In diesels the injector timing replaces the spark timing, by squirting the diesel at the Top Dead Center (Actually slightly before TDC) the engine cannot knock, detonate, pre-ignite, etc. Remember there’s no fuel until injection occurs.

So when you tell me you intend to increase the compression of a gas engine, and/or add a turbo (Same thing) and run diesel, you’re forgetting that you are now raising the engines compressed air above the flash point of gasoline and of diesel, and are now compressing a air-fuel mixture, not just
non-flammable air.

You will destroy your engine.

I note that your tractor “Is offered with this option” the wording suggests that a factory conversion is possible, actually that is another, entirely different engine, not simply a carburetor conversion.   Your garden tractor is a low compression, far more “Forgiving” engine, than any automotive engine. What works in a 6 to 1 compression, air cooled engine, will not work in a 8.5 or 9 to 1 automotive engine (Diesels commonly run 22 to 1compression ratio or higher.)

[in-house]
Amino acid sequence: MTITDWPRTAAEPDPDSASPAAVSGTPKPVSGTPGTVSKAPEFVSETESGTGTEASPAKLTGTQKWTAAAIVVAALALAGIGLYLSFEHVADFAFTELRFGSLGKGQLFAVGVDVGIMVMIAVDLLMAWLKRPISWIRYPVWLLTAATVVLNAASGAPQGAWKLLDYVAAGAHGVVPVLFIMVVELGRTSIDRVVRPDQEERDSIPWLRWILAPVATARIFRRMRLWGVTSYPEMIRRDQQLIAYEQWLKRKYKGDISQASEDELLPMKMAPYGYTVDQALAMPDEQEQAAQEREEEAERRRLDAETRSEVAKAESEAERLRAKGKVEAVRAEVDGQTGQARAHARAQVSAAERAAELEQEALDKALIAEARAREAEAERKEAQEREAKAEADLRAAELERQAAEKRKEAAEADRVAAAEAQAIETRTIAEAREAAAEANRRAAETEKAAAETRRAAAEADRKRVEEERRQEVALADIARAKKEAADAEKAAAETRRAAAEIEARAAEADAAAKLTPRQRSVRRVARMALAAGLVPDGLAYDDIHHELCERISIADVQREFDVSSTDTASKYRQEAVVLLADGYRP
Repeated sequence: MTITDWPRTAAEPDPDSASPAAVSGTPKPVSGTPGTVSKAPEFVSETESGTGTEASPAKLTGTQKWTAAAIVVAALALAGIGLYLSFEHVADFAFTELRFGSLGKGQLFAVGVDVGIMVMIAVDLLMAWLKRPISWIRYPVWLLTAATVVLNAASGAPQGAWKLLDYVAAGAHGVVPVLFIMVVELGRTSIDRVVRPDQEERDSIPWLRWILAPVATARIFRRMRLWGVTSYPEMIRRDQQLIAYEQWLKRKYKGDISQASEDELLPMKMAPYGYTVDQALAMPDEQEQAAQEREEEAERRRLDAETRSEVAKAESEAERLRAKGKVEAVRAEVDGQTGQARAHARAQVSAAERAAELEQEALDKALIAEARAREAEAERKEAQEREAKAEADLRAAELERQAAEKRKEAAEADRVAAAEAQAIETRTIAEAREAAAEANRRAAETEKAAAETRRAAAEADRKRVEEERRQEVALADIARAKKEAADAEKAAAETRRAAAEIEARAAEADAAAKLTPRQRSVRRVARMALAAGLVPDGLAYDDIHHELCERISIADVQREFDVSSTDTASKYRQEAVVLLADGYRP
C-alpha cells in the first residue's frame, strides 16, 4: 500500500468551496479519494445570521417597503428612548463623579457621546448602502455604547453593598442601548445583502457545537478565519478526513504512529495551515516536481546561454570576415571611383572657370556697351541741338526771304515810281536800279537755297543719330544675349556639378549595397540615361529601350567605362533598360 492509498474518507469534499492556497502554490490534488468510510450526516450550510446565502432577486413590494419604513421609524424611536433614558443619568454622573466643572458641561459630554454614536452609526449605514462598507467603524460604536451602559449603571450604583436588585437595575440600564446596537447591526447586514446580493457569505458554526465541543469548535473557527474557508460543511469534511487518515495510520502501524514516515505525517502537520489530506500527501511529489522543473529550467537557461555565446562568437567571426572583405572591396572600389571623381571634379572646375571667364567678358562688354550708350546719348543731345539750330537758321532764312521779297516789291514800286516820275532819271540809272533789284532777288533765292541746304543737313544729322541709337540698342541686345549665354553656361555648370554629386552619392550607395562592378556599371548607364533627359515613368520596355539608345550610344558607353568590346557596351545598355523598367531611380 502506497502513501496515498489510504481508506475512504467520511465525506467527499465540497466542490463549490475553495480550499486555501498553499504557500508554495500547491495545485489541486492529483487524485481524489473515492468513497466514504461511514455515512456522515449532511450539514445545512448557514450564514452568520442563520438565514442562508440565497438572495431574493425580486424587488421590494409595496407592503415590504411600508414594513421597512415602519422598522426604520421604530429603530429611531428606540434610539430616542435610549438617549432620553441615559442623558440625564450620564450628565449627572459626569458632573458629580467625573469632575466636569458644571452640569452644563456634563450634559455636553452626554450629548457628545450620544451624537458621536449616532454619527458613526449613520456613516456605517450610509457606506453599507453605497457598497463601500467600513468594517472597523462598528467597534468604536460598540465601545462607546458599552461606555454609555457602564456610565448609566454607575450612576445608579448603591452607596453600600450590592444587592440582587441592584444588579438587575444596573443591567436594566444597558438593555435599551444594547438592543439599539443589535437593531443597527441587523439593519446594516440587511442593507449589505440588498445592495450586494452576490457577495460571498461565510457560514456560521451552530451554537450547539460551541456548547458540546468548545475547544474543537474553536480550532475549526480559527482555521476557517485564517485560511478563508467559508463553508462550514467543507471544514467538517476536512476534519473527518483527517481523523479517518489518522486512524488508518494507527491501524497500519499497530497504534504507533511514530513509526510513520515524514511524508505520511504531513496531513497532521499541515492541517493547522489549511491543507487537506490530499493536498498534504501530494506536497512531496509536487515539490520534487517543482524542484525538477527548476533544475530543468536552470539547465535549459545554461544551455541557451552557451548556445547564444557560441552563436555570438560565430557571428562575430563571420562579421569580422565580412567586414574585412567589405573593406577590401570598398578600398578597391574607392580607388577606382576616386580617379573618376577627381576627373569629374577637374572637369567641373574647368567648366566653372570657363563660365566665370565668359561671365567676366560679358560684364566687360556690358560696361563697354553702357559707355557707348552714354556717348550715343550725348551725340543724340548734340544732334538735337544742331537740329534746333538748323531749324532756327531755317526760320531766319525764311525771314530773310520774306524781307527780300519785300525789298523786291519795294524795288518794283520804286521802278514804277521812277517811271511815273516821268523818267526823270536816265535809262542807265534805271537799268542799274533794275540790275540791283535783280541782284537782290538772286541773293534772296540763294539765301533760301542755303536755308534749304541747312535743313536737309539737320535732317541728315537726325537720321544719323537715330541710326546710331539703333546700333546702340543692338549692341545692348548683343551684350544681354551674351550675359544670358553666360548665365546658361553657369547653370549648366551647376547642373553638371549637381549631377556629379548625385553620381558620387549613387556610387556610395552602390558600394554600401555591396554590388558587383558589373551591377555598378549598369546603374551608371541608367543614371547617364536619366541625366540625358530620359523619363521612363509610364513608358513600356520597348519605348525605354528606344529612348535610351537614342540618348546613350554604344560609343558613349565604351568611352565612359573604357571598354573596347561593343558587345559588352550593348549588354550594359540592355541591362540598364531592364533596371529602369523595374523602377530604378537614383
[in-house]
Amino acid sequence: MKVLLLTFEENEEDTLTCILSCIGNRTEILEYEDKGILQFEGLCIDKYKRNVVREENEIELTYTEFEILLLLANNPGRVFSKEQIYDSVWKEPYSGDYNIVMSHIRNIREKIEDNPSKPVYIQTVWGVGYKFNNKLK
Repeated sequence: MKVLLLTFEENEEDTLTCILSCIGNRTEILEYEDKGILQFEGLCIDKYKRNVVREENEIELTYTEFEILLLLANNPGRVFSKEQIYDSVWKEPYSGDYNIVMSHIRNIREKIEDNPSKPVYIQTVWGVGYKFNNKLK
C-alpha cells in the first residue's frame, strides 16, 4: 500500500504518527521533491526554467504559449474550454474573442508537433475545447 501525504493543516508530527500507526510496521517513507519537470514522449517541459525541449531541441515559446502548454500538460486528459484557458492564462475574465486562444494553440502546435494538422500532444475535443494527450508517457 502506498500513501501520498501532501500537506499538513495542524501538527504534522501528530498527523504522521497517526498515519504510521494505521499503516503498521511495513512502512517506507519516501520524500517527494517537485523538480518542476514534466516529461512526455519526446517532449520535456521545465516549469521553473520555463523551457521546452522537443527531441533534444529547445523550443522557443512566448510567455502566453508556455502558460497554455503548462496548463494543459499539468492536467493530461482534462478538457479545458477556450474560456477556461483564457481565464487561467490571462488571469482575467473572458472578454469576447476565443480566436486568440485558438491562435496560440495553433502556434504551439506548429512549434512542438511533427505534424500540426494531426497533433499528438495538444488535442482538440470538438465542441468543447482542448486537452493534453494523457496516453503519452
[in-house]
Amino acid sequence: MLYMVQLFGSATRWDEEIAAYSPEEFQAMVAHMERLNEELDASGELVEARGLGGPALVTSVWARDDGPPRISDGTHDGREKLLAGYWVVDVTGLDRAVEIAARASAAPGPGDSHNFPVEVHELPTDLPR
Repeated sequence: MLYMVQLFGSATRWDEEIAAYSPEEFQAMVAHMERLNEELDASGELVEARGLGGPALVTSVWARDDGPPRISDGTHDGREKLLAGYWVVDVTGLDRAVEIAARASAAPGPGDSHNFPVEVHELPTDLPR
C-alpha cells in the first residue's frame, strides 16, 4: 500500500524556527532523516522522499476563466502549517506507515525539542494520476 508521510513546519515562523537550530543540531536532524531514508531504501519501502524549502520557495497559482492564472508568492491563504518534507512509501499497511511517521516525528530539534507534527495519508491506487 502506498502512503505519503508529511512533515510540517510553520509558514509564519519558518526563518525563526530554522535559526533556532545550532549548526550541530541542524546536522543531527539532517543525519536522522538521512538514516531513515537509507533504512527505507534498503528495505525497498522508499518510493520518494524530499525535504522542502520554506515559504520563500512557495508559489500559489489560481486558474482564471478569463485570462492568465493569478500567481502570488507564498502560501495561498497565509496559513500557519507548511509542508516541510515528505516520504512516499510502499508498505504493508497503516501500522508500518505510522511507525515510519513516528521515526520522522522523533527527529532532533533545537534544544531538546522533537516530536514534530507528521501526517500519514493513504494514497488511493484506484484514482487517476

As an aside, when you increase the compression, you install colder spark plugs, not hotter ones, “Colder,” or “Hotter” refers to the spark plug’s ability to transmit the heat of combustion to the engine’s head (A heat sink) so the plug will not melt. (Yes they can and do melt.) “Colder” spark plugs can transmit more heat, allowing the plug to survive higher combustion chamber temperatures.

You worry about the EFI’s ability to handle diesel? no problem, it’s slightly thicker than gas, but automotive fuel injectors are designed for variable flow, the injector “Meters” fuel by the time it’s allowed to stay open, (richer mixture, longer “Open” time, leaner mixture, shorter time)